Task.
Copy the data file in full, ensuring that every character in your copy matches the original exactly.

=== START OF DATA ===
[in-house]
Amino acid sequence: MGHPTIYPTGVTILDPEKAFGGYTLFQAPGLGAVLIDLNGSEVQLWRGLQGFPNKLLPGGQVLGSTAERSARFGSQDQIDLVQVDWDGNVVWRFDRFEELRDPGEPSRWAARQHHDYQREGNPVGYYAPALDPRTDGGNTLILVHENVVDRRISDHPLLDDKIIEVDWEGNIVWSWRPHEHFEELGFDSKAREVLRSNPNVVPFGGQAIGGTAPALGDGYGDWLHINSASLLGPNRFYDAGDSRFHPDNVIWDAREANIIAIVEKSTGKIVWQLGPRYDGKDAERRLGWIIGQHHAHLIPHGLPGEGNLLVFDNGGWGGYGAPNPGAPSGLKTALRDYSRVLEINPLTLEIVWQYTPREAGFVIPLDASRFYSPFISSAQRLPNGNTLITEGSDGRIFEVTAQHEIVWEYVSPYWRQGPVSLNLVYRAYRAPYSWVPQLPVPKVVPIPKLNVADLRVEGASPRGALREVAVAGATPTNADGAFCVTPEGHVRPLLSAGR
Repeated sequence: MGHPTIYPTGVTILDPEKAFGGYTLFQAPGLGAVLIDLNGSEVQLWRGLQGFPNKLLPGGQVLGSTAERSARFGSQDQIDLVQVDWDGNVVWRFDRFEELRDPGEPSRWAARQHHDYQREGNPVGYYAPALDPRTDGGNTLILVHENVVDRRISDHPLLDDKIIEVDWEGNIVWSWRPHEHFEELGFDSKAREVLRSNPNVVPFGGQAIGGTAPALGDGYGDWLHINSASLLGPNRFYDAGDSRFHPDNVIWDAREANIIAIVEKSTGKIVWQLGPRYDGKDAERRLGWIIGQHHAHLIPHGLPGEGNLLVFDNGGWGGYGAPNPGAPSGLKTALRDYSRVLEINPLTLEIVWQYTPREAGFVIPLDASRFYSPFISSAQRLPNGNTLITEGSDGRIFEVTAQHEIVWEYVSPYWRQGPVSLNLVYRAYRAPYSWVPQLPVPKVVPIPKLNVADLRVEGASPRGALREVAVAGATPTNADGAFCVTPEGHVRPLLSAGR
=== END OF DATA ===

[in-house]
Amino acid sequence: MGHPTIYPTGVTILDPEKAFGGYTLFQAPGLGAVLIDLNGSEVQLWRGLQGFPNKLLPGGQVLGSTAERSARFGSQDQIDLVQVDWDGNVVWRFDRFEELRDPGEPSRWAARQHHDYQREGNPVGYYAPALDPRTDGGNTLILVHENVVDRRISDHPLLDDKIIEVDWEGNIVWSWRPHEHFEELGFDSKAREVLRSNPNVVPFGGQAIGGTAPALGDGYGDWLHINSASLLGPNRFYDAGDSRFHPDNVIWDAREANIIAIVEKSTGKIVWQLGPRYDGKDAERRLGWIIGQHHAHLIPHGLPGEGNLLVFDNGGWGGYGAPNPGAPSGLKTALRDYSRVLEINPLTLEIVWQYTPREAGFVIPLDASRFYSPFISSAQRLPNGNTLITEGSDGRIFEVTAQHEIVWEYVSPYWRQGPVSLNLVYRAYRAPYSWVPQLPVPKVVPIPKLNVADLRVEGASPRGALREVAVAGATPTNADGAFCVTPEGHVRPLLSAGR
Repeated sequence: MGHPTIYPTGVTILDPEKAFGGYTLFQAPGLGAVLIDLNGSEVQLWRGLQGFPNKLLPGGQVLGSTAERSARFGSQDQIDLVQVDWDGNVVWRFDRFEELRDPGEPSRWAARQHHDYQREGNPVGYYAPALDPRTDGGNTLILVHENVVDRRISDHPLLDDKIIEVDWEGNIVWSWRPHEHFEELGFDSKAREVLRSNPNVVPFGGQAIGGTAPALGDGYGDWLHINSASLLGPNRFYDAGDSRFHPDNVIWDAREANIIAIVEKSTGKIVWQLGPRYDGKDAERRLGWIIGQHHAHLIPHGLPGEGNLLVFDNGGWGGYGAPNPGAPSGLKTALRDYSRVLEINPLTLEIVWQYTPREAGFVIPLDASRFYSPFISSAQRLPNGNTLITEGSDGRIFEVTAQHEIVWEYVSPYWRQGPVSLNLVYRAYRAPYSWVPQLPVPKVVPIPKLNVADLRVEGASPRGALREVAVAGATPTNADGAFCVTPEGHVRPLLSAGR